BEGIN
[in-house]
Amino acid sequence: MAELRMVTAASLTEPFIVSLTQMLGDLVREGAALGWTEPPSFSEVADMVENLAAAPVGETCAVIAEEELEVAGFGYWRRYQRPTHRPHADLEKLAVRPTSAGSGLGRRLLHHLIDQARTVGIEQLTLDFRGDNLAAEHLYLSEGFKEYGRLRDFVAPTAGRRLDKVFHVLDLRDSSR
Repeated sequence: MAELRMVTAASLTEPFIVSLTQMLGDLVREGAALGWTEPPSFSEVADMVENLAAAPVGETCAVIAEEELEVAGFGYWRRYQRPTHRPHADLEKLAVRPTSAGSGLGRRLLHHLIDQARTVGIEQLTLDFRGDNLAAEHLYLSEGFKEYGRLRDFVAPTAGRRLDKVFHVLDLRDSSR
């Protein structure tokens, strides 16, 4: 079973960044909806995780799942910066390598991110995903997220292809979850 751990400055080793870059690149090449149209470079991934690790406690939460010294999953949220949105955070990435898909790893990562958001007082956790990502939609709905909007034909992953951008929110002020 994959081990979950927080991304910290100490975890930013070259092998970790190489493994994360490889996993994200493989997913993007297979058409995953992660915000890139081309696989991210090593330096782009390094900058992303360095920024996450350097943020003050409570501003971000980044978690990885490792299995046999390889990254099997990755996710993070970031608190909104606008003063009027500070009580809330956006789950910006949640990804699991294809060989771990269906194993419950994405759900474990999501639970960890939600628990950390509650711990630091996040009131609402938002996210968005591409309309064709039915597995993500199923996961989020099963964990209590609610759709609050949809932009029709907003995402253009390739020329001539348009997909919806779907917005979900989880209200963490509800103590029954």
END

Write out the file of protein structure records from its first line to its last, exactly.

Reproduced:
[in-house]
Amino acid sequence: MAELRMVTAASLTEPFIVSLTQMLGDLVREGAALGWTEPPSFSEVADMVENLAAAPVGETCAVIAEEELEVAGFGYWRRYQRPTHRPHADLEKLAVRPTSAGSGLGRRLLHHLIDQARTVGIEQLTLDFRGDNLAAEHLYLSEGFKEYGRLRDFVAPTAGRRLDKVFHVLDLRDSSR
Repeated sequence: MAELRMVTAASLTEPFIVSLTQMLGDLVREGAALGWTEPPSFSEVADMVENLAAAPVGETCAVIAEEELEVAGFGYWRRYQRPTHRPHADLEKLAVRPTSAGSGLGRRLLHHLIDQARTVGIEQLTLDFRGDNLAAEHLYLSEGFKEYGRLRDFVAPTAGRRLDKVFHVLDLRDSSR
């Protein structure tokens, strides 16, 4: 079973960044909806995780799942910066390598991110995903997220292809979850 751990400055080793870059690149090449149209470079991934690790406690939460010294999953949220949105955070990435898909790893990562958001007082956790990502939609709905909007034909992953951008929110002020 994959081990979950927080991304910290100490975890930013070259092998970790190489493994994360490889996993994200493989997913993007297979058409995953992660915000890139081309696989991210090593330096782009390094900058992303360095920024996450350097943020003050409570501003971000980044978690990885490792299995046999390889990254099997990755996710993070970031608190909104606008003063009027500070009580809330956006789950910006949640990804699991294809060989771990269906194993419950994405759900474990999501639970960890939600628990950390509650711990630091996040009131609402938002996210968005591409309309064709039915597995993500199923996961989020099963964990209590609610759709609050949809932009029709907003995402253009390739020329001539348009997909919806779907917005979900989880209200963490509800103590029954």